Indian government must create a predictable investment climate, says US envoy

The Infrastructure Debt Fund, a consortium of Indian and American corporations and banks was eager to finance India’s massive investment in roads, grids, sea ports and airports, United States Ambassador to India Nancy J. Powell said here on Wednesday.

Addressing students and faculty of St. Mary’s College here, she said India’s economy was poised to be the world’s third largest by 2025 and according to McKinsey analysts, 80 per cent of India’s infrastructure for 2030 was yet to be built.

This offered huge opportunities for Indian and American companies, she said while pointing out that India planned to invest $1 trillion in infrastructure in the next five years alone.

She said the U.S. Export Import Bank and Overseas Private Investment Corporation were bearish on India, funding billions of dollars of projects large and small for the supply of energy, water and goods in India.

Of course, for companies to provide the technology and expertise required for India to prosper, the Indian government must create a predictable investment climate that attracts and encourages increased growth.

Ms. Powell said, “At times such efforts have been mischaracterised as concessions to the west, but recent easing of restrictions on foreign direct investment have shown macro-economic reform to be among India’s most powerful tools for maintaining and expanding its economic growth.”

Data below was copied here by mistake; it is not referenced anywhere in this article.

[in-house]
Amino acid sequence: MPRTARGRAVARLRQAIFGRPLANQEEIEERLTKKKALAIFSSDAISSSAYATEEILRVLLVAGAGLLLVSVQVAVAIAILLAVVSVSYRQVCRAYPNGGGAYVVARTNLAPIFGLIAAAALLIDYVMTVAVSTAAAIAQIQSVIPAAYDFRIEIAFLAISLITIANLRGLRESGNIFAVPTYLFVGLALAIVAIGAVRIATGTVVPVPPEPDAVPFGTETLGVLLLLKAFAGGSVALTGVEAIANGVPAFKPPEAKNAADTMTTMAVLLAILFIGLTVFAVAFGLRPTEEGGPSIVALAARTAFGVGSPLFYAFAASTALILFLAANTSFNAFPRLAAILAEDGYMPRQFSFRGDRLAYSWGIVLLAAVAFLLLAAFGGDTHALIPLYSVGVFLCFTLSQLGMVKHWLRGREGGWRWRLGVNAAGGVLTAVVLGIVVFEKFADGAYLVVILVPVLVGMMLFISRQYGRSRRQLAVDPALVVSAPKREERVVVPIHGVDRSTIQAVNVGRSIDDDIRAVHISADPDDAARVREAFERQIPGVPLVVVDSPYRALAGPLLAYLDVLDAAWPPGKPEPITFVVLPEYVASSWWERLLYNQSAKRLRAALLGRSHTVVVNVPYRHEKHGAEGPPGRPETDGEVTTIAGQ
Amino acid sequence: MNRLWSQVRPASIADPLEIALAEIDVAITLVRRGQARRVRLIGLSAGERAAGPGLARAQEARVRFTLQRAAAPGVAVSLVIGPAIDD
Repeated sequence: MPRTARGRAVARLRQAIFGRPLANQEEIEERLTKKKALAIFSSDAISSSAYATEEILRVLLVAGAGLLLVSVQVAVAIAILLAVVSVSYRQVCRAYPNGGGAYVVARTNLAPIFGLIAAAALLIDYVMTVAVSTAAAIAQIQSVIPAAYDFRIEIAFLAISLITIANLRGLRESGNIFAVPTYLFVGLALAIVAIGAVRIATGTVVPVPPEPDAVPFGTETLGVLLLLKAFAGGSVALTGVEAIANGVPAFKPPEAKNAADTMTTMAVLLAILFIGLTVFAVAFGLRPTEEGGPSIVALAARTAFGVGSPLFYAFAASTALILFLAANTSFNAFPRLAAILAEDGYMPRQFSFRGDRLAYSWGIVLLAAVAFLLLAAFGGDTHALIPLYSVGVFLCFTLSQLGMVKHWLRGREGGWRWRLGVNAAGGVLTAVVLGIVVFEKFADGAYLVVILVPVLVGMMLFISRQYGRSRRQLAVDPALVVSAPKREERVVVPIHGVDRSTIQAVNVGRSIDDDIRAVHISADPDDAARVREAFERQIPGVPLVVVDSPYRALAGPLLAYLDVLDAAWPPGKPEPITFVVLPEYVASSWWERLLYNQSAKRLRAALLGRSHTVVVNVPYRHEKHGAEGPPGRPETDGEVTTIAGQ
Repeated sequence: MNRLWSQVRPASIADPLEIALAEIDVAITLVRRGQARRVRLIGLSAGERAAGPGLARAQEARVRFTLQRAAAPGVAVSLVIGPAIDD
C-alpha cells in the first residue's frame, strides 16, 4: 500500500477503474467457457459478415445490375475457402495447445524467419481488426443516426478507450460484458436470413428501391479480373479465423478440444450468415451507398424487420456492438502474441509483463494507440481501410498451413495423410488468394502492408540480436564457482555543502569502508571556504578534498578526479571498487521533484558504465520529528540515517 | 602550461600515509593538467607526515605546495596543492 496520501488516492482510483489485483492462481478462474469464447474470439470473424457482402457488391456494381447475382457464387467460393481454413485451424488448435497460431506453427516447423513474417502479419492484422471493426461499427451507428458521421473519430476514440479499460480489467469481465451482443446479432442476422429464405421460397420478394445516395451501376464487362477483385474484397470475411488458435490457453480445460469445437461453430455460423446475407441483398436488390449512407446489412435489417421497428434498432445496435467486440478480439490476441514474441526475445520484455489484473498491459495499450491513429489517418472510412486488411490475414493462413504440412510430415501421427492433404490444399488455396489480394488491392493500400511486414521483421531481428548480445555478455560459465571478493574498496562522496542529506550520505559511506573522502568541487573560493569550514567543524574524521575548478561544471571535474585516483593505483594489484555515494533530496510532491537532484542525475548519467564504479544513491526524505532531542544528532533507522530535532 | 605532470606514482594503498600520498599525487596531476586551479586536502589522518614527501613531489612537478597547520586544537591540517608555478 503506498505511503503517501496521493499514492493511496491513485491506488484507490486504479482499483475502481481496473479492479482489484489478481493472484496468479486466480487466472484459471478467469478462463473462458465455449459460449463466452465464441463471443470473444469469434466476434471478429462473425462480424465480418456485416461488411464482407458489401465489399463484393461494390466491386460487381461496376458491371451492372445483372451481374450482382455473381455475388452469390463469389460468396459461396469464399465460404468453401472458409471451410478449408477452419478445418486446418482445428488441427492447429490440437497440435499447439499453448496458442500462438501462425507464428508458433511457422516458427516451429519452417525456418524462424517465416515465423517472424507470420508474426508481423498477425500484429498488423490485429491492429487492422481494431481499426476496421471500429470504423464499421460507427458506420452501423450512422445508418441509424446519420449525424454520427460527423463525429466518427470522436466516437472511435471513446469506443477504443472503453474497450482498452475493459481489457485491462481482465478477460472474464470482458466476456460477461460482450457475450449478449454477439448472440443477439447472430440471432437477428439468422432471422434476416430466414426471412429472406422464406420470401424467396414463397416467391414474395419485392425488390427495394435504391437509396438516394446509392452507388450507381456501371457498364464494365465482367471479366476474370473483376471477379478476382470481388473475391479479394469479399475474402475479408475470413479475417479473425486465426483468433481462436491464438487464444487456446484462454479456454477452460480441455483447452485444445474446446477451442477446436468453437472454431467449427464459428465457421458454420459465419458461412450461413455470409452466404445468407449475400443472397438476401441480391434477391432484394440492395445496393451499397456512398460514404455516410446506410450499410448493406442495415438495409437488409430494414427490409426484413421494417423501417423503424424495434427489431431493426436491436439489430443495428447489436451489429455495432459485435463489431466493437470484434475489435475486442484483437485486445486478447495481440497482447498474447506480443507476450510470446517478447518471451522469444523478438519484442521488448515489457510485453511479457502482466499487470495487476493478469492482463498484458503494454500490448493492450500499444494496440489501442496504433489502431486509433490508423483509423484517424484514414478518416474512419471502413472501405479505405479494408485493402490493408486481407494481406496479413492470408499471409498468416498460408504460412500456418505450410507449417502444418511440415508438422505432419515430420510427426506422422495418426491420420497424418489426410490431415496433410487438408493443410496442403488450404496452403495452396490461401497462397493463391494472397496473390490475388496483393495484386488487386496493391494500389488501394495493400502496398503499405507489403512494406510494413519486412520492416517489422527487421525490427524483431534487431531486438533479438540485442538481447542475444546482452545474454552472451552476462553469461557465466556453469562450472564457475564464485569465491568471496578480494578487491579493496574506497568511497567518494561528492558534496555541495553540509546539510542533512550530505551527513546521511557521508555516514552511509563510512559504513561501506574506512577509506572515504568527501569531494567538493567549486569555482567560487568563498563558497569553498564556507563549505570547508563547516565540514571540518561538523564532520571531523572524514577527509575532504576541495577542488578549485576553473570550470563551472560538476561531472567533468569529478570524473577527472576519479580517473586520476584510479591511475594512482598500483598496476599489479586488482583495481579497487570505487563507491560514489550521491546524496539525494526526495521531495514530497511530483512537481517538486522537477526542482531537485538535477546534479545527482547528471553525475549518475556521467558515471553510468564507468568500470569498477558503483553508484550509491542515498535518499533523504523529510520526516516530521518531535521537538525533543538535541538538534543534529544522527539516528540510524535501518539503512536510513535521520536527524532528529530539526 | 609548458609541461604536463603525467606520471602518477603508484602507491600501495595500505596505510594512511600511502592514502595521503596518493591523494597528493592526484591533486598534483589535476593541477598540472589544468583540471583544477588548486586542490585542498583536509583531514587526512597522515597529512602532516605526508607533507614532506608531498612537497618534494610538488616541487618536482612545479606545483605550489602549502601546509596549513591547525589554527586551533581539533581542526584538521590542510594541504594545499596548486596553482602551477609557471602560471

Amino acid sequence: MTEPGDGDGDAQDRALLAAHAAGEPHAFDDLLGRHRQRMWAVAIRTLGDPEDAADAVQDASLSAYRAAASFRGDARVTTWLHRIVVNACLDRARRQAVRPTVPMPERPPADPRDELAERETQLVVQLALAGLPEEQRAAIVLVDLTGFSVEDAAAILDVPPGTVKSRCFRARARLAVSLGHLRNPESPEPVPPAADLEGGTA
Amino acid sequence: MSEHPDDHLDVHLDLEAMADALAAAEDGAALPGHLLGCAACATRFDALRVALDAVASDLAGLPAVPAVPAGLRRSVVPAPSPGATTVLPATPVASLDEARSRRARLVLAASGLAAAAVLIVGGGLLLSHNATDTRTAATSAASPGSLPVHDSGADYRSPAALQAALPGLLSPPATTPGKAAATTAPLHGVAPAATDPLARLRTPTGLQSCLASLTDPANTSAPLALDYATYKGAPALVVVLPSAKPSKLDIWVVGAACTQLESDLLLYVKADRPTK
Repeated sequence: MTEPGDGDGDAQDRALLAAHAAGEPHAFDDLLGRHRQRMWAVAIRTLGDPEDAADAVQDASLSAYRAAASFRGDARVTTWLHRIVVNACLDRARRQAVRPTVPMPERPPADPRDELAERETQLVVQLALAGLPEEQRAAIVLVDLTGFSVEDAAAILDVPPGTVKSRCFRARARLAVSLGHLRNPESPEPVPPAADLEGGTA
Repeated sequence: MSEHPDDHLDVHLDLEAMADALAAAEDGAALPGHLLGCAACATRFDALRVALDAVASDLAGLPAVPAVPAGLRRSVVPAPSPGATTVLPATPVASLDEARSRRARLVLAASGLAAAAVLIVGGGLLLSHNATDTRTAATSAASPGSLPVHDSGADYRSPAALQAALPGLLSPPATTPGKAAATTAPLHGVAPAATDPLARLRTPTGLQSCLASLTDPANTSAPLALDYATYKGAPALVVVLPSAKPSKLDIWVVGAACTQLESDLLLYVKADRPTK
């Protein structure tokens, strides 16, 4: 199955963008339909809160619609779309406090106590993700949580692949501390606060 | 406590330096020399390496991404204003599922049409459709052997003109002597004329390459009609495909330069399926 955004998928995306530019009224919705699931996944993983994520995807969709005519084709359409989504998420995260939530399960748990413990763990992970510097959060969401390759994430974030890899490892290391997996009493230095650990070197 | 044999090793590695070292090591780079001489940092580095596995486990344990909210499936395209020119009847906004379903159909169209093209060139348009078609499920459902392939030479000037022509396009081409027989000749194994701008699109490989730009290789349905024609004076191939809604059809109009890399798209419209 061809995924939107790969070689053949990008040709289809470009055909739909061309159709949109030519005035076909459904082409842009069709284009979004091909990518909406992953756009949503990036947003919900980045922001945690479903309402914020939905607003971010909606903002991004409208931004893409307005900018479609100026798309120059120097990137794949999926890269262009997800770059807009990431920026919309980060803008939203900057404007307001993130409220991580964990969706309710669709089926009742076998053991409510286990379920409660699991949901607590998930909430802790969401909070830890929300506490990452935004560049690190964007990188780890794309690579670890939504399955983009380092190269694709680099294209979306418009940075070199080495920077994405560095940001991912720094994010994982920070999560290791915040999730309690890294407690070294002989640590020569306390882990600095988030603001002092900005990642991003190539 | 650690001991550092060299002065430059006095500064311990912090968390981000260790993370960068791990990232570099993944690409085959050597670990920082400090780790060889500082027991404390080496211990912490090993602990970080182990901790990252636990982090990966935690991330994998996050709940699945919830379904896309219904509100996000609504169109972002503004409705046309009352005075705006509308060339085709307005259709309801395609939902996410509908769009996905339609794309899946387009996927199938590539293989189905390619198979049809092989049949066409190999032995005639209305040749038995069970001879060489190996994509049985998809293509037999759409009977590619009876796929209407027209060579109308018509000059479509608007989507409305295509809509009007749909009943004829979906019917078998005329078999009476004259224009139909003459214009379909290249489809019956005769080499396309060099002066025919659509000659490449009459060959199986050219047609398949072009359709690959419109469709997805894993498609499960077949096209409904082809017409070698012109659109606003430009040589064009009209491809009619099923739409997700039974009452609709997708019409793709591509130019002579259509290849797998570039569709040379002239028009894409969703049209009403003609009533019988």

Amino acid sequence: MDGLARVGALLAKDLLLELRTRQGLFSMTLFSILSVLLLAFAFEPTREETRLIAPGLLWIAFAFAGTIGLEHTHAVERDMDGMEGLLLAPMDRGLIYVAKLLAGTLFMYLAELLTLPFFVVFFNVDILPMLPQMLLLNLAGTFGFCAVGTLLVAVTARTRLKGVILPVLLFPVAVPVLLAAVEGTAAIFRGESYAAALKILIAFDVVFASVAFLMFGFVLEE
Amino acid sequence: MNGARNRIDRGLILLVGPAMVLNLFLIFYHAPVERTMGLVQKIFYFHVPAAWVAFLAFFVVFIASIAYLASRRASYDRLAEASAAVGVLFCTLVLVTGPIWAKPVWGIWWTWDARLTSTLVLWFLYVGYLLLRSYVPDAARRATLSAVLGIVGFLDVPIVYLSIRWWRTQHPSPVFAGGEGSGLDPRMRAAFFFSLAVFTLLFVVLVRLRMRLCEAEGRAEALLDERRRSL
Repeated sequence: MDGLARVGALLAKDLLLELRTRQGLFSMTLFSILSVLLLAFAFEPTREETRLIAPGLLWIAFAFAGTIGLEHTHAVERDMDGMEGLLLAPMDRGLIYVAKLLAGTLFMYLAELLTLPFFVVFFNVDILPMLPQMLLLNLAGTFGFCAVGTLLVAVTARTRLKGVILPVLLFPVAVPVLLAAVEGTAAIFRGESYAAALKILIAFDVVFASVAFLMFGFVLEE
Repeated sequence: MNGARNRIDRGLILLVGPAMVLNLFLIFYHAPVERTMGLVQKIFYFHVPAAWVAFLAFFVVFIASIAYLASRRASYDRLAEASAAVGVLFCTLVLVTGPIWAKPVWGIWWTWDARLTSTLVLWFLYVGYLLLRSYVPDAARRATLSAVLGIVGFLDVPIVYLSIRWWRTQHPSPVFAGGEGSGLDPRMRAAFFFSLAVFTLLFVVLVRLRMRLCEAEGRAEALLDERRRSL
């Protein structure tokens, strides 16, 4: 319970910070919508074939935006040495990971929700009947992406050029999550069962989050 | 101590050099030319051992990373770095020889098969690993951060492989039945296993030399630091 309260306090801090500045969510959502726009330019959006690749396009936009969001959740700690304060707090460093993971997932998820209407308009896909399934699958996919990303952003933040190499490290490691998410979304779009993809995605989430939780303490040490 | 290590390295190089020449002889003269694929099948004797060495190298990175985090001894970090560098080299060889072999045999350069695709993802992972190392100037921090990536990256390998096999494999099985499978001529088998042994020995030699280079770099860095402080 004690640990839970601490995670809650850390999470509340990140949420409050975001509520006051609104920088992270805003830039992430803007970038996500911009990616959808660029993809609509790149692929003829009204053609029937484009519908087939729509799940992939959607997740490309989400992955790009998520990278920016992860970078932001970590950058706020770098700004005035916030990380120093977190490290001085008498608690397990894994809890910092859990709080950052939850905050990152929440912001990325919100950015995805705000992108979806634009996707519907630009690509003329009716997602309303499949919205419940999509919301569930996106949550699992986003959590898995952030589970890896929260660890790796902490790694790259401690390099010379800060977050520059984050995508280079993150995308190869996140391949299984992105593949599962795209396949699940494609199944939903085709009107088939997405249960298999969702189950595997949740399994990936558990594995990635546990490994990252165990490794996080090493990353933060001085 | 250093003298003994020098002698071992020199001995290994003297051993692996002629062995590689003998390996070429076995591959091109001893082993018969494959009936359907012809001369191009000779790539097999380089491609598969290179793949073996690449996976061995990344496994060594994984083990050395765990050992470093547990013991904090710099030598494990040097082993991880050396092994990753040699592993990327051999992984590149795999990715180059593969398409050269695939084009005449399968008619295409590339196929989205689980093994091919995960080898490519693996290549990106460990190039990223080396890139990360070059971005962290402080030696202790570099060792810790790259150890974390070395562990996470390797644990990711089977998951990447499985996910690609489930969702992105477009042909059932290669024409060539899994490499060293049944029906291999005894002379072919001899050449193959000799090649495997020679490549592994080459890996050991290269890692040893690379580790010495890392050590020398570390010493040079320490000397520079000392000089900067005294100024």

Historic highs

She said, “Today we see historic highs in the two-way street of direct investment between our great nations.” The total U.S. direct investment in India stood at a mere $ 2.4 billion in 2000 but the figure went up by 10-fold by 2010. Similarly, India’s direct investment in the US economy during the same period rose from $200 million to $5 billion. Touching on the impact of President Barack Obama’s re-election for India, she recalled that he had earlier spoke dramatically about the promise of India-US partnership and called it one of the defining partnerships of the 21 century. The US supported India’s rise as a true global power -- one that looks east and west to build an Asia-Pacific region where economic interdependence drives growth and shared prosperity.

The US and India recognise the strong common interest in a stable future for Afghanistan as an important element in building a ‘New Silk Road’.